Canadians care about the environment so it is to be expected that the environmental movement in Canada is strong. Environmental activism, however, isn’t what it used to be. The new factor is money, hundreds of millions of dollars from billion dollar American foundations. In February, for example, the William and Flora Hewlett Foundation, made a grant for $100 million to the Climateworks Foundation, one hundred million in a single grant to be spent over 12 months, $8.3 million per month. Hewlett’s previous grant to Climateworks, quietly made, was for $460 million.
The Hewlett Foundation is part of a consortium of billion dollar American foundations that are funding environmental activism as a way to sway investment capital and market share in various industries, particularly in the energy sector. As described in the landmark strategy paper titled, "Design to Win," voter and consumer campaigns are funded to push public policy makers to drive "massive change in investment flow" from so-called "dirty energy" to so-called "clean energy." As I see it, this is business; swaying investment capital, swaying market share, shifting consumer and retailer demand, I don’t see this as charity.
Charity is about reducing poverty. Its about advancing education and for historical reasons, its about advancing religion. That’s why charities get the tax privileges that go along with being a charity. And perhaps even more importantly, that’s why charities get the trust of the public.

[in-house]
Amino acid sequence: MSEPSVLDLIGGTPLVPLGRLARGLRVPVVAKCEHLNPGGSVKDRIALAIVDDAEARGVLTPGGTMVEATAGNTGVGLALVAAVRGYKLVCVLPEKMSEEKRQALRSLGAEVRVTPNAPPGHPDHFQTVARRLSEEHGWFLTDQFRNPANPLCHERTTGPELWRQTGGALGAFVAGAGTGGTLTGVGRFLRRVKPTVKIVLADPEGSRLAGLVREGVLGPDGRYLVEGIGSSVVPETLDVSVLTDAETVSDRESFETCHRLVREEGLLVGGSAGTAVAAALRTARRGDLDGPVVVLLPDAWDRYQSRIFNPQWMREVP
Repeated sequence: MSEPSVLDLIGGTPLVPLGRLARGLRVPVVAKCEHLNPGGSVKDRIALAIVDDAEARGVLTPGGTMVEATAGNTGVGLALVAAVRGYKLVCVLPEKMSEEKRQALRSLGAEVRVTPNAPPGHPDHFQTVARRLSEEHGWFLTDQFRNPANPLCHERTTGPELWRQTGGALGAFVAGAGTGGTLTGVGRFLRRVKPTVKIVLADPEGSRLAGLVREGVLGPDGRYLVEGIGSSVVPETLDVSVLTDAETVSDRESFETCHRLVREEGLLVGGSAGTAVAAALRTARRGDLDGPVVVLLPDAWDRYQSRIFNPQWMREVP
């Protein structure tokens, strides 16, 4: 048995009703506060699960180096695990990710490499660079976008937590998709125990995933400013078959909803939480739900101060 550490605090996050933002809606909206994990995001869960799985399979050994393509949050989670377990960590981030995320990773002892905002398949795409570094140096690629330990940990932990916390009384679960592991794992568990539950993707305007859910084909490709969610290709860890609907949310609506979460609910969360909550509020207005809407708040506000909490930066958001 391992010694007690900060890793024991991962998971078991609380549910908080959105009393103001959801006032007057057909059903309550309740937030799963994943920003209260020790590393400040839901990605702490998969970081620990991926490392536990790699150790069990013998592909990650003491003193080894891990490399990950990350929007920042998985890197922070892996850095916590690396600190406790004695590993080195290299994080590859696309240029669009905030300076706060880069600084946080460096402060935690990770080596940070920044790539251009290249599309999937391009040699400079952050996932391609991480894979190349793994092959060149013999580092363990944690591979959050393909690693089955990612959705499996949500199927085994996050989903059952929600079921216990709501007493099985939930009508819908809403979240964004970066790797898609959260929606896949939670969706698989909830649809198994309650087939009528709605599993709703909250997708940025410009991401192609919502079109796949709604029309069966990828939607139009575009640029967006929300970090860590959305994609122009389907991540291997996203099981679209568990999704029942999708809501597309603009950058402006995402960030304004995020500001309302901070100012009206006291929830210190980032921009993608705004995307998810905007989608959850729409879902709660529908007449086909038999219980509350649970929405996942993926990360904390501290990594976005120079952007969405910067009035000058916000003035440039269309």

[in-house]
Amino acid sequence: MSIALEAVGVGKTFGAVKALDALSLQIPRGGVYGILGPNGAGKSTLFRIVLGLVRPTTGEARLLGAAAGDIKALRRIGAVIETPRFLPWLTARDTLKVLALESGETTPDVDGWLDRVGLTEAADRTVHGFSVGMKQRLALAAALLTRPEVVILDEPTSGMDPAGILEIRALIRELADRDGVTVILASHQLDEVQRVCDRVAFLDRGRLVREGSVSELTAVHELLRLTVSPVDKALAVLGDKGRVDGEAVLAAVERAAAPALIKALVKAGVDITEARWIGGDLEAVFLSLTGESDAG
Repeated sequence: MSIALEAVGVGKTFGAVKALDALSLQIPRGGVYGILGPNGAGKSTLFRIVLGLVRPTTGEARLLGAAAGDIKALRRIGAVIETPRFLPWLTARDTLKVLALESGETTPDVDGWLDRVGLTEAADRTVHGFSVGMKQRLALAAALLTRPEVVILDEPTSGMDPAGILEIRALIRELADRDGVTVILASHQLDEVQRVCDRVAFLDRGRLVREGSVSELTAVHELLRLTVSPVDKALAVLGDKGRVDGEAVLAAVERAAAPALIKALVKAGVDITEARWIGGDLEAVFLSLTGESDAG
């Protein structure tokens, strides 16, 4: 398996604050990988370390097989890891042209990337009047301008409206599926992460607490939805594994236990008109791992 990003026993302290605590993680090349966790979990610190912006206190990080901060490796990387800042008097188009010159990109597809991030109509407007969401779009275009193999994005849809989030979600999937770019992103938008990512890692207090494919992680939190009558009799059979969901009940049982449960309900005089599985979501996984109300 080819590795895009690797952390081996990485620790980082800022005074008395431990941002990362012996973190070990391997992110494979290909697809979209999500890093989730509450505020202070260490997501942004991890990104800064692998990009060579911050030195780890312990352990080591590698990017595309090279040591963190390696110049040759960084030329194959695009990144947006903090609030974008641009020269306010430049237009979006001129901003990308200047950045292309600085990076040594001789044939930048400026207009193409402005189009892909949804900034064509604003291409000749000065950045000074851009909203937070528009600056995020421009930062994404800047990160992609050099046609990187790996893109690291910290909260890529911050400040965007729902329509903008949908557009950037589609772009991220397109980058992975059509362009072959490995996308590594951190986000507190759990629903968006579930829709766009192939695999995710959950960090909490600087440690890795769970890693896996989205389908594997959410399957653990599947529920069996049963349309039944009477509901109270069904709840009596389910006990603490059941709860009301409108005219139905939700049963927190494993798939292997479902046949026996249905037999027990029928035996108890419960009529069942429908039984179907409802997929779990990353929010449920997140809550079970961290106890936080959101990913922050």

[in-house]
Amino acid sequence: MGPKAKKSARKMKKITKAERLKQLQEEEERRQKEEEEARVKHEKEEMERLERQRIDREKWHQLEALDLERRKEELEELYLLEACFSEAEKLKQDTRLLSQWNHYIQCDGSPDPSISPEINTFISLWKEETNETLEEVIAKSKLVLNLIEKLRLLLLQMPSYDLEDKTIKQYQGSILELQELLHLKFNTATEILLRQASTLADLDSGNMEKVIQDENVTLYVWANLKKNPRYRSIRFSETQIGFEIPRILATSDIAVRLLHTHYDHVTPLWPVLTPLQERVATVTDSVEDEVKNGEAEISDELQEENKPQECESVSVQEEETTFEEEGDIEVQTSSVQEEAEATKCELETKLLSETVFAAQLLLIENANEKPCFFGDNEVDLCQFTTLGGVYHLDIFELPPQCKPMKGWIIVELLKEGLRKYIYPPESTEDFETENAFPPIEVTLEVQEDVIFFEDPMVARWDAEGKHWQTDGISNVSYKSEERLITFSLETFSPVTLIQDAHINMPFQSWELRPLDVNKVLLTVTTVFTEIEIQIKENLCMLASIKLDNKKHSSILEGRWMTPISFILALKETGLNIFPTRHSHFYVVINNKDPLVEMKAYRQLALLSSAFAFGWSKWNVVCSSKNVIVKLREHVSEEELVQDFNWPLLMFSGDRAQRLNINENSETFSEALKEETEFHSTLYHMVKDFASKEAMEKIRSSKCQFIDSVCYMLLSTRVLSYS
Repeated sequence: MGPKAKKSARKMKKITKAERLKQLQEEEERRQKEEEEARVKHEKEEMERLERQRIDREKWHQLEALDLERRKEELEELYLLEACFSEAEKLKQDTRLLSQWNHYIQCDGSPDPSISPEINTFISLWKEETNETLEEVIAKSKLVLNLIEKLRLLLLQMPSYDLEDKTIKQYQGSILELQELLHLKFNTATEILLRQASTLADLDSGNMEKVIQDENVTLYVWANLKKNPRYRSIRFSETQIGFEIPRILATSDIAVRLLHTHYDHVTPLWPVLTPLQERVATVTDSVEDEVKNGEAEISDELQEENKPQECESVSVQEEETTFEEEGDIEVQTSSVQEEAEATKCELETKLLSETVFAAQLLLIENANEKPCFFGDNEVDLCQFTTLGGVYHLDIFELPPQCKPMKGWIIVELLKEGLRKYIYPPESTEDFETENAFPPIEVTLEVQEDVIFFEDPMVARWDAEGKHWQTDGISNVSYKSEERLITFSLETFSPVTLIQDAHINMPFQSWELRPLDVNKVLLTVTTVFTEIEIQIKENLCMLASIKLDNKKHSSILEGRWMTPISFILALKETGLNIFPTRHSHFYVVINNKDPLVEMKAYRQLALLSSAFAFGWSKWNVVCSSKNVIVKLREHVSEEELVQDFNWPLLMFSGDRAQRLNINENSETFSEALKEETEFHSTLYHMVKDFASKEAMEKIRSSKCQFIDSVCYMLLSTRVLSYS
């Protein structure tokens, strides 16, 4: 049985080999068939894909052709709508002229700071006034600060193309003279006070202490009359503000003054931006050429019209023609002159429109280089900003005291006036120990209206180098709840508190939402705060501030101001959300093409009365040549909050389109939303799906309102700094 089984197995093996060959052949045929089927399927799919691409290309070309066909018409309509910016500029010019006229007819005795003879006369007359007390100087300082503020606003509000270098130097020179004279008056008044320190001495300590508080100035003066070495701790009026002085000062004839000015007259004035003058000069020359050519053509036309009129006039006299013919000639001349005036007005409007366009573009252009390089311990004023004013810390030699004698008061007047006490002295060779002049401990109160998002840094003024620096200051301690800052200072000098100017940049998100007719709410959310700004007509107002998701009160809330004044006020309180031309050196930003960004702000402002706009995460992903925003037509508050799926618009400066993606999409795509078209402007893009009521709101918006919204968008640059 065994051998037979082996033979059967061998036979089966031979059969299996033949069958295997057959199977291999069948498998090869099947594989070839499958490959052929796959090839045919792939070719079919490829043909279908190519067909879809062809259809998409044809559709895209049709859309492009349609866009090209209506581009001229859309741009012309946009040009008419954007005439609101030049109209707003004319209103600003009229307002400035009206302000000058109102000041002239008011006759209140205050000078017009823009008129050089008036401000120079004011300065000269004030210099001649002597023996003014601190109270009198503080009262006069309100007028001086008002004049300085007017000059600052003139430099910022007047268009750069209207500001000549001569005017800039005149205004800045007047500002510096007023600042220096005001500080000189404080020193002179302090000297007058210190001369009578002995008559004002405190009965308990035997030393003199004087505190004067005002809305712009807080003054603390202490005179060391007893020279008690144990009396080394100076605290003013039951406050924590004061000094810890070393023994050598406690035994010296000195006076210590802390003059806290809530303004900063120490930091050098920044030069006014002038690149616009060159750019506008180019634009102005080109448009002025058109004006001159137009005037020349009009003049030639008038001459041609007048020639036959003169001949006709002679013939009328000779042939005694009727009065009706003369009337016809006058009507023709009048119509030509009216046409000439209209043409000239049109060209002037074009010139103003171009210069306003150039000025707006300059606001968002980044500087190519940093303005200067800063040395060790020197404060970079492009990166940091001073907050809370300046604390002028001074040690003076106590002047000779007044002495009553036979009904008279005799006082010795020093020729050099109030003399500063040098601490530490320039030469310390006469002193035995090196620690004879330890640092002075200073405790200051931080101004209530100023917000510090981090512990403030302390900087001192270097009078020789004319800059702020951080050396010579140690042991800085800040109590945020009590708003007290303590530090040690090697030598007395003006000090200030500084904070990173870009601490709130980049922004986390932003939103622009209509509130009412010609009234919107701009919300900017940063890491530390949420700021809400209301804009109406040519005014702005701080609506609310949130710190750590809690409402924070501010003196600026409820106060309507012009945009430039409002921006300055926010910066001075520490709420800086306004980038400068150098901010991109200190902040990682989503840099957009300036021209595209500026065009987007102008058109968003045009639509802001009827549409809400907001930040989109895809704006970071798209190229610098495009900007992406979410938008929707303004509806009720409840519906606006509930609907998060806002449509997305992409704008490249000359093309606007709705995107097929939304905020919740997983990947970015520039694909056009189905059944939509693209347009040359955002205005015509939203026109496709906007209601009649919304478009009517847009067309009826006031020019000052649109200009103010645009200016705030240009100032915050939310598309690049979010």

Now, however, in the charitable sector we have billion dollar foundations and in once case, a hedge fund billionaire (Jim Simons, the founder of both Renaissance Technologies and the Sea Change Foundation), pouring in hundreds of millions of dollars to sway investment capital in order to foster the renewable energy industry and along with it, the energy security, the national security and the economic security of the United States.
Renewable energy is synonymous with domestic energy since all renewable energy is local. Thus, in the name of saving the planet, climate change campaigns help to foster American energy security by forcing the diversification of the domestic energy supply and weaning the U.S. off of foreign energy (read: imported oil). This is an important point that generally speaking, has been missed.
The Rockefeller Brothers' Tar Sands Campaign to choke off Canadian oil exports would benefit the U.S. in two ways: 1) deterring investment in the Alberta oilsands frees up investment capital to be invested in the renewable energy sector – or so the thinking goes. And 2) the campaign to block oil tanker traffic on the strategic north coast of B.C. would block oil exports to Asia and continue the U.S. monopoly on Canadian oil exports.
I can see how the Rockefeller Brothers' Tar Sands Campaign provides a public benefit to Americans but I do not see how the U.S.-funded campaign against the Canadian aquaculture industry and the Rockefeller Brothers' Tar Sands campaign provide a measurable benefit to Canada – which is what Canadian charities are supposed to do.